Flesh-eating bacteria: what to know about Vibrio vulnificus, and how to avoid it


In the wake of Hurricane Ian’s flooding, Lee County, Florida, has seen what the state Department of Health called an “abnormal increase” in cases of rare bacterial infections.

Florida has reported 64 Vibrio vulnificus infections and 13 deaths this year as of Friday, according to the health department, up from 34 cases and 10 deaths last year. It’s the first time the number of cases has exceeded 50 since 2008, when the state began tracking it.

Many of the cases are concentrated in Lee County, where residents are cleaning up after Category 4 Hurricane Ian made landfall in late September.

These infections are rare but serious. Vibrio vulnificus causes 80,000 illnesses and 100 deaths in the United States each year, according to the US Centers for Disease Control and Prevention.

Vibrio vulnificus naturally lives in warm, brackish or brackish water. It comes from the same family as the bacteria that cause cholera.

Vibrio can be found in water all over the world. In the US, it lives in the Gulf of Mexico and some coastal waters on the East and West coasts. The bacterium thrives in warm months, when ocean temperatures are highest.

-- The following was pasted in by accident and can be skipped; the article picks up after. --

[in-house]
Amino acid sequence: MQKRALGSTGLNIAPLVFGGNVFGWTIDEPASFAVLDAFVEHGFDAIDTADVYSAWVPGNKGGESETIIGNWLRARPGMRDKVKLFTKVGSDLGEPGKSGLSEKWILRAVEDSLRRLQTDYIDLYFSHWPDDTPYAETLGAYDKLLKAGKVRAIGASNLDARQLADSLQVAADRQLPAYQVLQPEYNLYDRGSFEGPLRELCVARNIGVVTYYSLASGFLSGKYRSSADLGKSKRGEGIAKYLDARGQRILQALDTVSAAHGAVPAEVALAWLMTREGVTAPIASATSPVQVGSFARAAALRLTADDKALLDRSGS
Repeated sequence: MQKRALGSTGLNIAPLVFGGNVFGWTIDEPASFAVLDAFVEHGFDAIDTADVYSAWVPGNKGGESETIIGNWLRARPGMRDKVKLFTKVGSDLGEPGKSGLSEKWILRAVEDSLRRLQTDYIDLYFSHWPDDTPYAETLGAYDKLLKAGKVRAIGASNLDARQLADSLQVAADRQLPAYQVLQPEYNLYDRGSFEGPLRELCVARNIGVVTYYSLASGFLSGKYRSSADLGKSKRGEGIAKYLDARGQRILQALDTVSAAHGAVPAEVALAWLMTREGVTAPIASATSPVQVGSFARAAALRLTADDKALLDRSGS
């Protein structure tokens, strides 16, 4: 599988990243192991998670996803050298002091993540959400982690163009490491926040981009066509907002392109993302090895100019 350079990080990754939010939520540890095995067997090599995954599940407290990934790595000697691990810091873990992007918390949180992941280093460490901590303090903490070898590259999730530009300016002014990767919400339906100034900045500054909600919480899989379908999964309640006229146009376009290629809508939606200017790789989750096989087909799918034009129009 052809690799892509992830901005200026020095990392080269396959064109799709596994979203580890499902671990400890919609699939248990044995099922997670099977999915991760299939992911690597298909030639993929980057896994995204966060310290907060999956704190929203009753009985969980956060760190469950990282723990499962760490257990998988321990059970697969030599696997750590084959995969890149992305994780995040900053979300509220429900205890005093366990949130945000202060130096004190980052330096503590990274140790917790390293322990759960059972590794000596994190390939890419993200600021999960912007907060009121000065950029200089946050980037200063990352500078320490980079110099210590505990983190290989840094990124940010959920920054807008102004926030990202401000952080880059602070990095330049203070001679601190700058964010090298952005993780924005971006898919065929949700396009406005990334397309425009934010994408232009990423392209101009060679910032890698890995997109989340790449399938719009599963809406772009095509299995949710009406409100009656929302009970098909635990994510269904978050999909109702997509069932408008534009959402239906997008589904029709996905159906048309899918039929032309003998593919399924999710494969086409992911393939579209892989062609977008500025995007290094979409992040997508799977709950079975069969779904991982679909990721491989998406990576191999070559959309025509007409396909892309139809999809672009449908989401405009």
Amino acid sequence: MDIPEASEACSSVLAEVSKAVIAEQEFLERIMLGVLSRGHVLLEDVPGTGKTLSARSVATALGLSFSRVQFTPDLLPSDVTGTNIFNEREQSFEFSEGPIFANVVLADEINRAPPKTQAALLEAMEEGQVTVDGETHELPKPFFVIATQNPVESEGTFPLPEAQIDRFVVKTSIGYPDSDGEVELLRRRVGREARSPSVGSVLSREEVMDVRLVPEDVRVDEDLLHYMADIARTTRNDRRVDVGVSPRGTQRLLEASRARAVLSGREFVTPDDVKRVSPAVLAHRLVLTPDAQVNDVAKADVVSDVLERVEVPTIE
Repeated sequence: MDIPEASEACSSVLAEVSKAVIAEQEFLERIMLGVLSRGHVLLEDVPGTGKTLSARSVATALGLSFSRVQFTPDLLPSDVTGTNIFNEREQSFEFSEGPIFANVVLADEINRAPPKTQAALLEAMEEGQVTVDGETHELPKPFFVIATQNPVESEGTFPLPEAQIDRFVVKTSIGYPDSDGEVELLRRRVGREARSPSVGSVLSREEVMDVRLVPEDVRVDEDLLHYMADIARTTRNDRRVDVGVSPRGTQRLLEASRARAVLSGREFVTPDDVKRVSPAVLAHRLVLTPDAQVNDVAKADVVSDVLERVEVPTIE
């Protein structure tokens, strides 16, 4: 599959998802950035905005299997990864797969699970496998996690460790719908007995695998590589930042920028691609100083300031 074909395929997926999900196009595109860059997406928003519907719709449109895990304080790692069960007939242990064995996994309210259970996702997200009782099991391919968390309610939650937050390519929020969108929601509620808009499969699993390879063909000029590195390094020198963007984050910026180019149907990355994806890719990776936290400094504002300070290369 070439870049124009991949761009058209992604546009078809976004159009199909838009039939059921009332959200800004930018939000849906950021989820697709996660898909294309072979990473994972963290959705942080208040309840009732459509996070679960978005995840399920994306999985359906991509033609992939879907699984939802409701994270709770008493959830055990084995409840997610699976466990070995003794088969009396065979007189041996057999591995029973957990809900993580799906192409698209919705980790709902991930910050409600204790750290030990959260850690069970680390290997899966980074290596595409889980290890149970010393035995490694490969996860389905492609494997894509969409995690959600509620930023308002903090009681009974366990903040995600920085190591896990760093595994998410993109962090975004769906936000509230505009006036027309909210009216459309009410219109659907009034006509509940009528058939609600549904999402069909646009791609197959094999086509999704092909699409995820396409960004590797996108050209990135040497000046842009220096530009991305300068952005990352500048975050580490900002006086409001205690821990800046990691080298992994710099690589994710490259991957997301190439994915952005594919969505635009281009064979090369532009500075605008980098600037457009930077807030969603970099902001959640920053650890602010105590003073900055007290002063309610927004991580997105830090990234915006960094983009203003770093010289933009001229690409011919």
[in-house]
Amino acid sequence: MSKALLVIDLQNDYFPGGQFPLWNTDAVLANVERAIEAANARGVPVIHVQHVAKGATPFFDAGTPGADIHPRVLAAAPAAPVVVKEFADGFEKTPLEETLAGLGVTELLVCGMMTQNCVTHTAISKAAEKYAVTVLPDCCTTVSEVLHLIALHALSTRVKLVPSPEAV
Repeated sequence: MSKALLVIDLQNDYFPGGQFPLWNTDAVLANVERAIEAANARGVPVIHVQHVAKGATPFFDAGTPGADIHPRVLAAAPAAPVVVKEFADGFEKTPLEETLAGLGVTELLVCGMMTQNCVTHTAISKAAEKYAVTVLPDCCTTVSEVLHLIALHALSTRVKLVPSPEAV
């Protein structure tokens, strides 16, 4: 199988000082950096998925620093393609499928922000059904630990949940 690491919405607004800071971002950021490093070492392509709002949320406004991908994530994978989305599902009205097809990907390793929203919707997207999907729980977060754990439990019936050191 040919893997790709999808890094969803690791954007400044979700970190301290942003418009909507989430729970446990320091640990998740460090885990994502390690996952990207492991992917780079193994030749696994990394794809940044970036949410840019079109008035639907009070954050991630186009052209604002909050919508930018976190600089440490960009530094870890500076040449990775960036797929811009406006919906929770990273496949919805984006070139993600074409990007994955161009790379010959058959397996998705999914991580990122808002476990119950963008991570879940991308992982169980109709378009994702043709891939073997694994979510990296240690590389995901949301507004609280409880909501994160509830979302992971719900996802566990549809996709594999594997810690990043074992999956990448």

Infections can occur when someone comes into contact with water that contains large amounts of the bacteria or eats contaminated seafood.

A mild case of vibriosis includes chills, fever, diarrhea, abdominal pain, and possibly vomiting. Usually, people get sick within the first day of exposure to the bacteria.

Skin wounds infected with Vibrio vulnificus commonly develop blisters, abscesses, and ulcers.

Vibrio vulnificus is one of the bacteria known as a meat-eating infection. Necrotizing fasciitis eats away at the skin, muscles, nerves, fat, and blood vessels around an infected wound.

In more severe cases, people can develop septicemia. This is more common in those with underlying health conditions, especially liver disease, cancer, diabetes, HIV or other diseases that suppress the immune system.

Septicemia is when bacteria enter the bloodstream and spread. It can cause fever, chills, low blood pressure or skin blisters.

This can lead to septic shock, when blood pressure drops dangerously low. The bacteria release toxins into the bloodstream, which can cause blood flow to slow down, damaging tissues and organs.

It can also cause sepsis, in which the body mounts a powerful immune response that shuts down important organs such as the heart or kidneys. Or it can cause acute respiratory distress syndrome, or ARDS, a condition in which oxygen from the lungs does not reach the blood. This can cause brain damage and permanent lung damage.

If the infection moves into the bloodstream, the consequences can be fatal.

Typically, the death rate is about 25% with wound infections, research shows. It is much higher for people who are exposed to the bacteria from eating contaminated food.